Eco Innovator November 2011


Building Unmanned Solar Powered Ships

Solar Sailor and Australian ship builder Forgacs Engineering Pty Ltd are to build the world's first wind and solar powered unmanned ocean vessels.

The companies will utilize Solar Sailor's patented Unmanned Ocean Vessel (UOV) technology and Forgacs' commercial ship building capability that includes major Navy work.

The vessels will require no fossil fuels and give off zero-emissions. Photovoltaic solar cells will cover the stowable aerofoil type wingsail and much of the deck. The propeller will be driven by an electric motor (without engine noise) and used in low-wind-conditions for manoeuvring, collision avoidance, and stealth missions.

The vessel is a "game-changer" for the $2 billion worldwide UOV market, says the chief executive of Solar Sailor and the technology's inventor, Robert Dane.

"Other types of UOVs currently in use deploy at sea for hours or days only, and use strictly finite amounts of on-board stored fossil-fuel or solar generated electric power for propulsion," he said.

"The Solar Sailor UOV offers unlimited time-at-sea with the primary propulsion being wind (with the SolarSail) for the vessel's movement, and renewable-electricity generated at sea from propeller regeneration. Photovoltaic cells on the SolarSail power all electronics such as steering, lighting, movement sensors and satellite communications."

Solar Sailor aims to build the world’s first wind
and solar powered Unmanned Ocean Vessels.

"Abundant reserve electrical power is stored in Lithium Ion battery packs low down in the hull, which also act as ballast to balance the vessel. This opens a new suite of capabilities and markets in highly-sensitive security or weather-risk areas, in military operations and coastal border protection with unauthorized maritime arrivals, oceanography and meteorology, and marine safety at sea," said Dr Dane.

Tony Lobb, director of Forgacs, said with vessel-monitoring from on-shore, Navies and coastguards will be able to enjoy limitless at-sea operation, large payload capacities, low capital cost, no risk to crew safety, and low running costs with no on-board crew or fossil fuels.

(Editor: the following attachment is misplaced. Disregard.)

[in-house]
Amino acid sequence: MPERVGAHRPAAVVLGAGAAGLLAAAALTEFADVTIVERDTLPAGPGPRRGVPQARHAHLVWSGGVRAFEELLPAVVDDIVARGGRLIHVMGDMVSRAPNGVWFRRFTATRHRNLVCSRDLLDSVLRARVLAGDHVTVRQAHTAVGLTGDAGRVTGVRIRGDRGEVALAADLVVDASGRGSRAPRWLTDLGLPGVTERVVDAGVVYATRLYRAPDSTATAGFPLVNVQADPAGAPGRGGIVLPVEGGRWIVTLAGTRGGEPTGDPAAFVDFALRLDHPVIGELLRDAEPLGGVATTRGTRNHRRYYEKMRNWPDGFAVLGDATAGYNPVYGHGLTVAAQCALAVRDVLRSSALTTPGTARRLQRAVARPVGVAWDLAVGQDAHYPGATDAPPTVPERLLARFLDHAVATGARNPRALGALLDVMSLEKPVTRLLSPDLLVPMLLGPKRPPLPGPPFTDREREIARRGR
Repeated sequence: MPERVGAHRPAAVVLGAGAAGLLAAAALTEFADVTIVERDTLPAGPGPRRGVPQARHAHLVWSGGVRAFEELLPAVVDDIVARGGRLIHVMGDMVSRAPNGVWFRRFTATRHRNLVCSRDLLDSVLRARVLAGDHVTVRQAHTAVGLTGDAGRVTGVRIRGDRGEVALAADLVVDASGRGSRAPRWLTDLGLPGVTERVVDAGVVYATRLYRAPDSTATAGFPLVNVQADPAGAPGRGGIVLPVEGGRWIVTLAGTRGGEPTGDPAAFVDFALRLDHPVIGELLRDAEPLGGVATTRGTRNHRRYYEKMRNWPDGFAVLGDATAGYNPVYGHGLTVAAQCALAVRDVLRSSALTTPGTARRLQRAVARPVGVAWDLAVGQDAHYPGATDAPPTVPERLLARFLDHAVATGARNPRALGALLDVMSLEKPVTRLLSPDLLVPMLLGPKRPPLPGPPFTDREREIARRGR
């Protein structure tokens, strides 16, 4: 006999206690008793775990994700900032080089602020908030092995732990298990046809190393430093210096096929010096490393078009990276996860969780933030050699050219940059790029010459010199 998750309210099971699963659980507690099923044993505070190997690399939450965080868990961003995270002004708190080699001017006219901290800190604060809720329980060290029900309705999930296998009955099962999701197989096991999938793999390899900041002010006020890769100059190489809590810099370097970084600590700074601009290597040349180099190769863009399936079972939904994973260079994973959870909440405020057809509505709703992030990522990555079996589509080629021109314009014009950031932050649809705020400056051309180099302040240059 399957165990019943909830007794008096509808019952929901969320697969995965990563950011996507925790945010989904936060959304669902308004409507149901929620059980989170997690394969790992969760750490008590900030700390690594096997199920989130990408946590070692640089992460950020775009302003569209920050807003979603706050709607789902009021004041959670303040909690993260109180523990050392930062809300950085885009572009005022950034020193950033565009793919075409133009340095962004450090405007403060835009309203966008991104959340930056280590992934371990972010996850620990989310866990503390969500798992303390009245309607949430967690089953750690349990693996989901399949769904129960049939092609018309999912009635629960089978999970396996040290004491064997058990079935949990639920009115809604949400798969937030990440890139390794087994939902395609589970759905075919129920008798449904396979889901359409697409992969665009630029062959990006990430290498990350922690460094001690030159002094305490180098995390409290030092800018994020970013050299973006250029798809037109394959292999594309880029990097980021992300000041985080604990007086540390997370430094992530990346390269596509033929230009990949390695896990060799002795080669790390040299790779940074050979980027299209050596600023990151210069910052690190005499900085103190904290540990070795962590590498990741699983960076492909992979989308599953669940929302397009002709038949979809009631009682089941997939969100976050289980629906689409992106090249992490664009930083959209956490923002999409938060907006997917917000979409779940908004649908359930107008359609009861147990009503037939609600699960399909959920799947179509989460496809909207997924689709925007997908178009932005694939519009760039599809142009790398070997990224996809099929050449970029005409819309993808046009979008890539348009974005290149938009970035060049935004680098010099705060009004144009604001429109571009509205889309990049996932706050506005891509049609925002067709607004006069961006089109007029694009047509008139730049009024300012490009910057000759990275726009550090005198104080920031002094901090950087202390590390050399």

"This proven Solar Sailor technology is already powering six vessels in Hong Kong, Shanghai and Australia," he said.

The initial idea for Solar Sailor began in 1996 when Dr Dane, a medical practitioner, watched a solar-powered boat race on Lake Burley Griffin. He noticed the winning boat angled its solar-panel to the sun in one-plane but had to pull the panel down when the wind rose to keep the vessel seaworthy.

Robert, who was marine-obsessed since boyhood, realized that sun and wind power together would be much more efficient. His readings on the evolution of insects confirmed this. Early insects grew buds to catch the sun's energy that grew into wings to catch the wind's energy.

In 1997, Dr Dane's boat, powered by solar and wind, won the race by five laps over the next solar vessel and started his career joining two renewable forces together for maritime use.

Since 2000 Solar Sailor has been a public unlisted company. It has 170 shareholders, and is chaired by former prime minister, Bob Hawke.

Forgacs is a privately-owned shipbuilder and Navy defence contractor with 1,000 employees, and operates on seven marine and engineering sites in NSW and Qld. Forgacs was the Hunter Region Manufacturer of the Year in 2010 and has a major contract to supply modules for the Australian Navy's Air Warfare Destroyers - the largest ever Defence project in Australia.






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